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Unravelling the Role Cortical Myelination Plays in Higher Brain Functions

dc.contributor.advisorNave, Klaus-Armin Prof. Dr.
dc.contributor.authorSubramanian, Swati
dc.titleUnravelling the Role Cortical Myelination Plays in Higher Brain Functionsde
dc.contributor.refereeRizzoli, Silvio Prof. Dr.
dc.description.abstractengMyelination is a process within the nervous system, where axons are ensheathed by lipid-rich, multi-spiral wraps called myelin. Its main role is to expedite impulse propagation within circuitries and allow for faster saltatory conduction at excitatory regions called the nodes of Ranvier by helping their formation. It begins prior to birth and continues well into adulthood, in humans. At every stage from infancy to adulthood, this process plays a crucial role in both physically and functionally shaping neuronal circuits. Despite being discovered centuries ago, its involvement in forming, fine-tuning and maintaining circuits has only taken centre stage in the recent years. A key question is whether myelinated axons are inherently less plastic, less prone to make new connections with other neurons. To address this question we studied the role of myelin in critical periods. In mice, central nervous system (CNS) myelination peaks between 4 and 8 weeks of age, and overlaps with brief windows of developmental experience-dependent plasticity, called critical periods. The functional role of this overlap is not well understood: is myelin closing the plasticity associated with critical periods? Is it part of the process? Whether this role is permissive or inhibitory is still debatable. To understand the role of myelination in critical periods I chose handedness as a test model. Handedness is established during childhood, when myelination is still progressing, and is dependent on a functional corpus callosum. The corpus callosum is a fibre path that connect both hemispheres and is heavily myelinated in adults. Previous studies in the lab have shown that adult mice lacking myelin do not show paw lateralization. First, to characterize the development of paw lateralization, I tested young wild type mice between 4 and 8 weeks of age using the paw preference behavioural paradigm. I found that wild type mice typically become lateralized by 8 weeks of age. To further assess whether myelination is important for this establishment, I tested young mutant mice lacking compact myelin in the CNS. While these mice are less lateralized than wild type, initially, with practice they become as lateralized as wild type mice. Their handedness, however, in contrast to that of wild type mice, tends to be unstable from test to test during this period. However, this is not observed in adult mice. To address the specific role of the corpus callosum in the establishment of handedness, I generated and tested mice 2 lacking compact myelin in the forebrain and, surprisingly, found no evidence of impairment in lateralization. The forebrain-specific dysmyelinated mice were of particular interest because they can be used to study the role of cortical myelination in higher cognitive functions. In a collaborative effort, colleagues tested these mice for a plethora of behavioural domains such as anxiety, social behaviour, motor deficits, sensorimotor gating, vision, hearing, catatonia and executive function, and found no deficits, except for mild signs of catatonia at older time-points. That too was no longer present at the latest time-point they were tested. Moreover, mice with a complete dysmyelination of the CNS tend to develop seizures that prove fatal at a very young age. Unlike in these mice, forebrain-specific dysmyelination does not affect the lifespan of the mice and hence may provide an interesting insight into adaptations within circuitries and gross morphology of a brain-region surviving without compact myelin. I characterized the general morphology of the mutant mice and found that, interestingly, these mice do not suffer from any major neuropathology or any obvious physiological shortages. Overall, the data suggests that lack of myelin in the CNS does not prevent apparent development of lateralization in childhood. That the observed lateralization is not stable suggests that this is not ‘true’ lateralization in the sense we understand it in humans, as a person’s trait but rather has a more functional and temporally local characteristic. Myelin, therefore, is crucial in the development of handedness and concomitantly plays a role over the critical period, preventing its closure. Interestingly, unlike mice without any myelin and trained only in adulthood, mice lacking myelin only in the forebrain and part of the corpus callosum had normal lateralization. Moreover, I introduce two new mouse models that lack compact myelin specifically in the forebrain to investigate the role of cortical myelination and its heterogeneity in higher brain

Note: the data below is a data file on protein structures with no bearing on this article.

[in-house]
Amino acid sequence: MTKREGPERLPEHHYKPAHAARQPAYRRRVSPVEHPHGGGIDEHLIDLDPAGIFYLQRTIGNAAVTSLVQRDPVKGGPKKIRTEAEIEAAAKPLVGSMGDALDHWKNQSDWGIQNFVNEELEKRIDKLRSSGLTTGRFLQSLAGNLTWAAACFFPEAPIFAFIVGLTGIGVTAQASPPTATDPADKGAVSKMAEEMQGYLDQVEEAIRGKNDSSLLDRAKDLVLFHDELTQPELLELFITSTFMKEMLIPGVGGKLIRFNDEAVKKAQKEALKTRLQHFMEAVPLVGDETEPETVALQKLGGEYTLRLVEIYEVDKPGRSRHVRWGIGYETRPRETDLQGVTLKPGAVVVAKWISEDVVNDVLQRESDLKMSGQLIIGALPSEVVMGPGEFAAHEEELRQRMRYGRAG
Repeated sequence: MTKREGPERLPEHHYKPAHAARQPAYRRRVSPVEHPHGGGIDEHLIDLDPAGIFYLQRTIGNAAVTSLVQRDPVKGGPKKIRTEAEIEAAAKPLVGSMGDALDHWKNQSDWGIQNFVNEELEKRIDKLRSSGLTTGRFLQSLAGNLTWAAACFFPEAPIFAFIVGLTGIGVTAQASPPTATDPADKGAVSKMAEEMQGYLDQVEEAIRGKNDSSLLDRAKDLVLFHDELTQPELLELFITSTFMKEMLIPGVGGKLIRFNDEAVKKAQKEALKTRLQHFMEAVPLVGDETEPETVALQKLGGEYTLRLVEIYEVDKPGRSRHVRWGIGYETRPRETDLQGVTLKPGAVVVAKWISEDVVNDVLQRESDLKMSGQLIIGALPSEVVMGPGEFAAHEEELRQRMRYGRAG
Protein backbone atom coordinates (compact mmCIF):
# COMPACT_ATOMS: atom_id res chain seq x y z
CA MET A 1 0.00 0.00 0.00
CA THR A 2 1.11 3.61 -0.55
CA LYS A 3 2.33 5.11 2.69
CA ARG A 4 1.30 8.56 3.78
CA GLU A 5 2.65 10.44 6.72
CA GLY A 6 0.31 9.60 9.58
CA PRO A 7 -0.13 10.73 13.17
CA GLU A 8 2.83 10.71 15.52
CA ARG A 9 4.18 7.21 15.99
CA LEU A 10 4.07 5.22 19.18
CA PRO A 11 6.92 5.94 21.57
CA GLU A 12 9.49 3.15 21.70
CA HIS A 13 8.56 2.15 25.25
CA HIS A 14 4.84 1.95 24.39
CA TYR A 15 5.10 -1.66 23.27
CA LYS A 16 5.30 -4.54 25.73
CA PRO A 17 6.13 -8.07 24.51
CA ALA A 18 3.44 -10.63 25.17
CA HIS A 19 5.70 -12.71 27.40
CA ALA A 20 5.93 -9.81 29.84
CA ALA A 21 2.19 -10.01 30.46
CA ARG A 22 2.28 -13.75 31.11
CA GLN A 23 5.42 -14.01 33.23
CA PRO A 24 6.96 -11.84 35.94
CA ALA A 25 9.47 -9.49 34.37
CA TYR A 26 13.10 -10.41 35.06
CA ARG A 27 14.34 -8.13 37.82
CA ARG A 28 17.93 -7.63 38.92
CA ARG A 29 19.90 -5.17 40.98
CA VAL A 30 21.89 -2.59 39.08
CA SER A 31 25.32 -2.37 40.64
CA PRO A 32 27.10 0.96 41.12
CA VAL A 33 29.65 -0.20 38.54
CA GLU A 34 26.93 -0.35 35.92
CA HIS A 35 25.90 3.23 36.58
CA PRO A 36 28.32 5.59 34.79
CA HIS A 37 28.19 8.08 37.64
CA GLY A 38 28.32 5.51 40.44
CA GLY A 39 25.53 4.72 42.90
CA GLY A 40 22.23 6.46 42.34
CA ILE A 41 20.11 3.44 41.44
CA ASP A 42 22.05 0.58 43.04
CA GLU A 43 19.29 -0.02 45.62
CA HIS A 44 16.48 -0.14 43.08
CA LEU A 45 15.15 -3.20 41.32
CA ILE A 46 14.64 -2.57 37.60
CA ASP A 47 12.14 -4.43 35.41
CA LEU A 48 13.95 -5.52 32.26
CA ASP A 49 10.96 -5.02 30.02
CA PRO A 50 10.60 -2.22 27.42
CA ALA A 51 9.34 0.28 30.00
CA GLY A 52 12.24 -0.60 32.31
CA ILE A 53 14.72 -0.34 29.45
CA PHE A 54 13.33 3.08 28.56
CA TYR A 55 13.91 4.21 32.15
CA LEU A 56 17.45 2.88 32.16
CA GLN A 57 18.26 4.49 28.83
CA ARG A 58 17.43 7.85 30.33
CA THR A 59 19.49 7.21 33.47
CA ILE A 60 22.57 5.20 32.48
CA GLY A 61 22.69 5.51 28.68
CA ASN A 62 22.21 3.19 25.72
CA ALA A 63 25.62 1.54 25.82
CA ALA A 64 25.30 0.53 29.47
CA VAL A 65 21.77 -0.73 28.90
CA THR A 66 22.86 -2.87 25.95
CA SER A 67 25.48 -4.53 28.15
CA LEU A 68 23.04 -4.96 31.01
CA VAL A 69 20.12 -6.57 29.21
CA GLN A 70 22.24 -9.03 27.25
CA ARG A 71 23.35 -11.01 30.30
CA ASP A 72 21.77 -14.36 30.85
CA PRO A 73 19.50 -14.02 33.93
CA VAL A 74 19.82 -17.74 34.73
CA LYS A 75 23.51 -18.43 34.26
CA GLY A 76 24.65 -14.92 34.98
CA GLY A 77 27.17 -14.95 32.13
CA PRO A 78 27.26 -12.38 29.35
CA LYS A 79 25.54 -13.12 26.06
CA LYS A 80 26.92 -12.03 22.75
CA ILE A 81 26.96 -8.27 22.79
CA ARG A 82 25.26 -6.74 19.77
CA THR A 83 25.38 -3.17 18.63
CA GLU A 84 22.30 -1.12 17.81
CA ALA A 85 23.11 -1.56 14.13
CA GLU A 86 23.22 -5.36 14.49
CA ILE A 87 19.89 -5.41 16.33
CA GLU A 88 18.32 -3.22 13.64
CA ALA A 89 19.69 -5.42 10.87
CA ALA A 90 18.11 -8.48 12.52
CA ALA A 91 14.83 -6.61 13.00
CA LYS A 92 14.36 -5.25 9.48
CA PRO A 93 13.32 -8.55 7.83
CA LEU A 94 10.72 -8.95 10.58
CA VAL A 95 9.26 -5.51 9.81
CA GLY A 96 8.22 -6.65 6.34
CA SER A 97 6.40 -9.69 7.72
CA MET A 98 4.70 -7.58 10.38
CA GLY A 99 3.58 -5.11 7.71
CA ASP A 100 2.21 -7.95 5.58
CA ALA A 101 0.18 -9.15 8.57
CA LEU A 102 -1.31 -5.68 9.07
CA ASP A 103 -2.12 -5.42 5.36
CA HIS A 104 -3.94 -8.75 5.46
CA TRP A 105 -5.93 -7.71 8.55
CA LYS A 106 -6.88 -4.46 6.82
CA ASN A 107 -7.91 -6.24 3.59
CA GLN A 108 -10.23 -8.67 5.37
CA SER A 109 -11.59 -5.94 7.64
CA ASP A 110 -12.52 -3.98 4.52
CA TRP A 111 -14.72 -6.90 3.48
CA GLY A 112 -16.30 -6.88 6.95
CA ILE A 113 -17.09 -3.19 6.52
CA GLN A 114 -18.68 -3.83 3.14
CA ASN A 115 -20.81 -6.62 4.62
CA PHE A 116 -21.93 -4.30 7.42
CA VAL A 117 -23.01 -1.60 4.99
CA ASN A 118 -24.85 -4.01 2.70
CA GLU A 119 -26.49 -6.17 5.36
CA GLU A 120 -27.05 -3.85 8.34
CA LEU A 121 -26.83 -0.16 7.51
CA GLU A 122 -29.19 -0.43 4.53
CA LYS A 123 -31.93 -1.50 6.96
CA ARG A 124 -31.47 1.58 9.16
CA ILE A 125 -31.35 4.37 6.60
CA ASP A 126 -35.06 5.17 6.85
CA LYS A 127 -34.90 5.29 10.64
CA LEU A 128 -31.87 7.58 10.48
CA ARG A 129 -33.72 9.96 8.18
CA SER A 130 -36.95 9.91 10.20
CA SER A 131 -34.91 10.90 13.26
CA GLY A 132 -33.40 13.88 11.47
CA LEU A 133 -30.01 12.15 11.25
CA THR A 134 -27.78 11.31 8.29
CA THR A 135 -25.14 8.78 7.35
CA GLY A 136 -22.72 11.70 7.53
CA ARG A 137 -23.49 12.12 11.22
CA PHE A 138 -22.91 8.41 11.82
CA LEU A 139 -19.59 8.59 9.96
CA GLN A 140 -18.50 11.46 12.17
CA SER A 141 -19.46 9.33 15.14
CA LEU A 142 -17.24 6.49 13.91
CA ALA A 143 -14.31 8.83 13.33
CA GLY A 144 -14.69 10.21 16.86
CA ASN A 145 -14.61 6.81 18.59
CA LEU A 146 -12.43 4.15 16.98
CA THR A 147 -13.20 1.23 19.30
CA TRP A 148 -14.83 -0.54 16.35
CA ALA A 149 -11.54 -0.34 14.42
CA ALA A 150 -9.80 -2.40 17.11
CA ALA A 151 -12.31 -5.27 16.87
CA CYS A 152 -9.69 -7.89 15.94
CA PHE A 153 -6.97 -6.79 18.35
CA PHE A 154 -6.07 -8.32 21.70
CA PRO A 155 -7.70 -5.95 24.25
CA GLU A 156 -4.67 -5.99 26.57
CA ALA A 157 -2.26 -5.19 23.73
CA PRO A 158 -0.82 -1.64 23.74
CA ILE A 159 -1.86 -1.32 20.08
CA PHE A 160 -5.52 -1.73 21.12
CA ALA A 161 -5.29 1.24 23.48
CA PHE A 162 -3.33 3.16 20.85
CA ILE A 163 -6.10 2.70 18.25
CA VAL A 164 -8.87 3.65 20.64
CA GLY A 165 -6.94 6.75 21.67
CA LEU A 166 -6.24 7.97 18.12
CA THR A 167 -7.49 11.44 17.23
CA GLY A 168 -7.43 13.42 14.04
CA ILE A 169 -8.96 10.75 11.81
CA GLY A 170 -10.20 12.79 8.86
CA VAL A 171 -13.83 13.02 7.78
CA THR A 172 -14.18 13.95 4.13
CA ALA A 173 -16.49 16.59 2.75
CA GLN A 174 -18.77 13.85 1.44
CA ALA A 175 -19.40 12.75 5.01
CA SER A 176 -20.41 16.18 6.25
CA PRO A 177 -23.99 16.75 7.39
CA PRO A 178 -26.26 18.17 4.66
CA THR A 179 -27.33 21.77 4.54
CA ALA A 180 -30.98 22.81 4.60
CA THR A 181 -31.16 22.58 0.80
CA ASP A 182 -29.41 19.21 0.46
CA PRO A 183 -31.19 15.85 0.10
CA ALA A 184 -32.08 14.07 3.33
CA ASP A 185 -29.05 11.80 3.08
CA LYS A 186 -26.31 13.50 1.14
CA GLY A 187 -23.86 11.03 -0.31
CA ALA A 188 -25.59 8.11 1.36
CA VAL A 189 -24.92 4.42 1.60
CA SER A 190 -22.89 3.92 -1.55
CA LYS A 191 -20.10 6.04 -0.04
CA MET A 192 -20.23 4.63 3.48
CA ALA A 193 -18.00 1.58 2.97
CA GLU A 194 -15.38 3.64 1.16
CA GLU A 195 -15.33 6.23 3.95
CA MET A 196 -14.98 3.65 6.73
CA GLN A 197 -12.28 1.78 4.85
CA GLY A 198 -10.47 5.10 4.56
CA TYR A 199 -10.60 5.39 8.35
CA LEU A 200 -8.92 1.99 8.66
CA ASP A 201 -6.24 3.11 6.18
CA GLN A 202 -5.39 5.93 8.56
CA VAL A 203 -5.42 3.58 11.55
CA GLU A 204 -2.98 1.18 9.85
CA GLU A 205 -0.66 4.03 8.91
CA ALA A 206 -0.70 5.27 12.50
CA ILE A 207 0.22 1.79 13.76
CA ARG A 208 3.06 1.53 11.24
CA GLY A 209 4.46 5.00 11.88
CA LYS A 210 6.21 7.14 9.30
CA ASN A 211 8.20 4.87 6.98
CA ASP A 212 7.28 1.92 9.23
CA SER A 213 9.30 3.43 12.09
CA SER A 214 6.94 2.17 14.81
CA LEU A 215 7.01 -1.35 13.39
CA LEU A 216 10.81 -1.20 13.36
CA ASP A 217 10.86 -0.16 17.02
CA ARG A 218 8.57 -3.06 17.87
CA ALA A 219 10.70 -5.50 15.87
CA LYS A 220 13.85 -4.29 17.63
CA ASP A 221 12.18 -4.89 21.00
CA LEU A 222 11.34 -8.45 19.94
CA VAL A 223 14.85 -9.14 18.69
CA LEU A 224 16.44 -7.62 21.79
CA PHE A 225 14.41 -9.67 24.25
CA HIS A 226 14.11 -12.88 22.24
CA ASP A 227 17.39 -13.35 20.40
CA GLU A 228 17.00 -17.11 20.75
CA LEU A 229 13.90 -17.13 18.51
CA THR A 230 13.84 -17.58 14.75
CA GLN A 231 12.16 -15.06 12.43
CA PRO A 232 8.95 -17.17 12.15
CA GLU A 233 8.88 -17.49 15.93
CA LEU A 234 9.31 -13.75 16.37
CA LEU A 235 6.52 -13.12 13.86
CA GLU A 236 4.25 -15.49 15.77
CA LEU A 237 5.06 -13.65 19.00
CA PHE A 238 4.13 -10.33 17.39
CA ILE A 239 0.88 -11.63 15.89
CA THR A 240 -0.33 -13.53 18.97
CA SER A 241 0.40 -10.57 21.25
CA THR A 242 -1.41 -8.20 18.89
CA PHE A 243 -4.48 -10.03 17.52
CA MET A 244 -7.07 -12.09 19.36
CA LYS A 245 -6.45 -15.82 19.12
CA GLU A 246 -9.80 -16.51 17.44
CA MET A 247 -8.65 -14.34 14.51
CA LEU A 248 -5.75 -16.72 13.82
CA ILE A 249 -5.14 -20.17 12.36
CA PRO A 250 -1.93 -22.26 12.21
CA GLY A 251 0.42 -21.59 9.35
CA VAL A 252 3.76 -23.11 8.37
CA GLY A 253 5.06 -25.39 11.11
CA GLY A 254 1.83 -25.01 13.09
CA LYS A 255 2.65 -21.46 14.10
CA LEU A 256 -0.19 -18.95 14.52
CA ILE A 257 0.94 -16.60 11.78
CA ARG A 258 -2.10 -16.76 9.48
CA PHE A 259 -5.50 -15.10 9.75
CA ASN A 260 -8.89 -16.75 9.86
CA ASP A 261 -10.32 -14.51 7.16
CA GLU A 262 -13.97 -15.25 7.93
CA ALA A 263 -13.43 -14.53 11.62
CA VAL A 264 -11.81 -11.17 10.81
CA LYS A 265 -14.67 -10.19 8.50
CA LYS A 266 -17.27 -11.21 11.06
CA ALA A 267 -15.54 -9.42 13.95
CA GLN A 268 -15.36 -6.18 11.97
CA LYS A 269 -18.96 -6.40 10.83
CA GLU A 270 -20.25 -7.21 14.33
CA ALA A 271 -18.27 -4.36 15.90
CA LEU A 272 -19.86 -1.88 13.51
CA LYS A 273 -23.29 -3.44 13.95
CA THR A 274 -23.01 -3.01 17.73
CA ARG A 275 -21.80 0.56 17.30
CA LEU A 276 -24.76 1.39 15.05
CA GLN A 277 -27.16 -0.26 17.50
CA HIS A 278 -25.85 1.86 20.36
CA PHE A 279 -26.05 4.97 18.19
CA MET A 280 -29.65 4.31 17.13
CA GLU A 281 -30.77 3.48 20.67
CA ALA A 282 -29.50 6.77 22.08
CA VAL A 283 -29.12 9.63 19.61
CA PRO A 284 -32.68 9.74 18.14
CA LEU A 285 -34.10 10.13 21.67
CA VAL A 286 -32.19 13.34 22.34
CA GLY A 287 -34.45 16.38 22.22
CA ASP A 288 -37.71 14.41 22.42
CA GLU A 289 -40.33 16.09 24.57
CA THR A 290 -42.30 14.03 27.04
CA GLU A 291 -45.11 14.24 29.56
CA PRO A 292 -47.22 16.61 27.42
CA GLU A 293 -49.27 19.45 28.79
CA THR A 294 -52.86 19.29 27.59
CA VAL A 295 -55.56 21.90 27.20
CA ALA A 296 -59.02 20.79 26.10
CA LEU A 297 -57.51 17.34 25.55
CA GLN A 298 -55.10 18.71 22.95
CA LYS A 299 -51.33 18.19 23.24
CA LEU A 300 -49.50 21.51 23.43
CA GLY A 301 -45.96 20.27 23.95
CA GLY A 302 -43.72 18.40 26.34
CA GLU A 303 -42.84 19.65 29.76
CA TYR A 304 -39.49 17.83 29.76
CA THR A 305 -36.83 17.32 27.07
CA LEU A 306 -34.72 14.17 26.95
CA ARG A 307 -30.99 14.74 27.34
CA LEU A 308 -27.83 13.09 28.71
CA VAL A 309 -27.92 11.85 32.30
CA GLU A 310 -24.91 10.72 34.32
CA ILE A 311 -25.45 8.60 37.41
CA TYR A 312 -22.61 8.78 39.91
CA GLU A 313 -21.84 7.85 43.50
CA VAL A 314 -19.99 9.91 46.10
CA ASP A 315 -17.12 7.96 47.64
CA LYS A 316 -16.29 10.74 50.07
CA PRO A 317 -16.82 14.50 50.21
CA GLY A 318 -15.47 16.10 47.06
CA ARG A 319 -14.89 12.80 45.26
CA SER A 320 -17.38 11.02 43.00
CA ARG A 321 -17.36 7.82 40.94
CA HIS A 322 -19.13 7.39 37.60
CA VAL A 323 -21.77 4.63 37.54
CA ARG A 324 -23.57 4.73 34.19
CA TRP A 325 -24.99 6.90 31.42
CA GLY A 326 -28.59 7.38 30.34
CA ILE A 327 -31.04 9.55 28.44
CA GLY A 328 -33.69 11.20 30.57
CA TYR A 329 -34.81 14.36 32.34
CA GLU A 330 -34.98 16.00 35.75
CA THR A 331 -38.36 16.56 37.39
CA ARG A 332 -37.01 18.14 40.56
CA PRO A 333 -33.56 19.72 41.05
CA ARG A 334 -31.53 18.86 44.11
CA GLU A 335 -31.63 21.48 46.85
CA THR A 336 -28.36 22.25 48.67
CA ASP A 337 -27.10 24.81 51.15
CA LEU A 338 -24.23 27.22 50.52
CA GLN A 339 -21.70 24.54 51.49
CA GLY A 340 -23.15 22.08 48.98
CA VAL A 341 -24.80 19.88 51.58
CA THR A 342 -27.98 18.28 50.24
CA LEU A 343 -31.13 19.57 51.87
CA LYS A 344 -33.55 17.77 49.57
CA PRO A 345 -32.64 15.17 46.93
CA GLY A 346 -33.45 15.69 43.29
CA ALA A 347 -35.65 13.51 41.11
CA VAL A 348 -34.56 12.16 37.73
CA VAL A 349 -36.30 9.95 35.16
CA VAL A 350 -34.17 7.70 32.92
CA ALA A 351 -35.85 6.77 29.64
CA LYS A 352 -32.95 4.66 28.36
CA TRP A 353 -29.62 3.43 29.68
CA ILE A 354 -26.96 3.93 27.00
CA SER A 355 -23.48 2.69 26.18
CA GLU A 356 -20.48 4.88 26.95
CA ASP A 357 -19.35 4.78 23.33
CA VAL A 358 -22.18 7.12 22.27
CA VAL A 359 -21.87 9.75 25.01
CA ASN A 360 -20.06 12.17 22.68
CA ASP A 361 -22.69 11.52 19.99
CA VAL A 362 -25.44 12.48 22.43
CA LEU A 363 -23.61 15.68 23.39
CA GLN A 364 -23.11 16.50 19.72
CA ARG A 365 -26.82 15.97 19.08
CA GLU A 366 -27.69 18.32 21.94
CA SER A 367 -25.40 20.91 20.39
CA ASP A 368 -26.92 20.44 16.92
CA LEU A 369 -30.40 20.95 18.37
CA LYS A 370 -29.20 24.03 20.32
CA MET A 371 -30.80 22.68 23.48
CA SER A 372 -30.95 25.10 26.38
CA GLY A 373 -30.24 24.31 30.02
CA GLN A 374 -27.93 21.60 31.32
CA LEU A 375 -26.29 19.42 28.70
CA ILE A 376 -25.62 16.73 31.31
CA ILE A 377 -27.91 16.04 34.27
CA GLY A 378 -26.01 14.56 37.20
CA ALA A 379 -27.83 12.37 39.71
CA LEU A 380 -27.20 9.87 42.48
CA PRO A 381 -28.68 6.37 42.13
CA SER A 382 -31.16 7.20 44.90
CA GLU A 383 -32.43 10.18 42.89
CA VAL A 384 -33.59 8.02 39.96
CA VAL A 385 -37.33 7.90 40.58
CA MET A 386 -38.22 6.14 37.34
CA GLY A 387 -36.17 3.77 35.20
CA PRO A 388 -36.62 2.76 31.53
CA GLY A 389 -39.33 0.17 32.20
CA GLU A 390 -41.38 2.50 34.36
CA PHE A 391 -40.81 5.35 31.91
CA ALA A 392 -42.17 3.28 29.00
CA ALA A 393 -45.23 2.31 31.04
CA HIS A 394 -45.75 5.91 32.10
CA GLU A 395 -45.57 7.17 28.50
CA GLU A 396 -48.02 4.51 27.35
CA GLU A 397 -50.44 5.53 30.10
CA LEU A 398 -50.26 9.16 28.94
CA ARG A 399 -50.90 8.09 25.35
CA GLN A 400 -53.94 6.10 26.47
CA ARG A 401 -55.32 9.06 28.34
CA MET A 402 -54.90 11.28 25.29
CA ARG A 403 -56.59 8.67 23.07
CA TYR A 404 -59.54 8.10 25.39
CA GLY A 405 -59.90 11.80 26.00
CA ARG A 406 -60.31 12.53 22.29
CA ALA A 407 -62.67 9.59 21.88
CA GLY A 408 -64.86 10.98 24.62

dc.contributor.coRefereeBrose, Nils Prof. Dr.
dc.affiliation.instituteGöttinger Graduiertenschule für Neurowissenschaften, Biophysik und molekulare Biowissenschaften (GGNB)de
dc.subject.gokfullBiologie (PPN619462639)de

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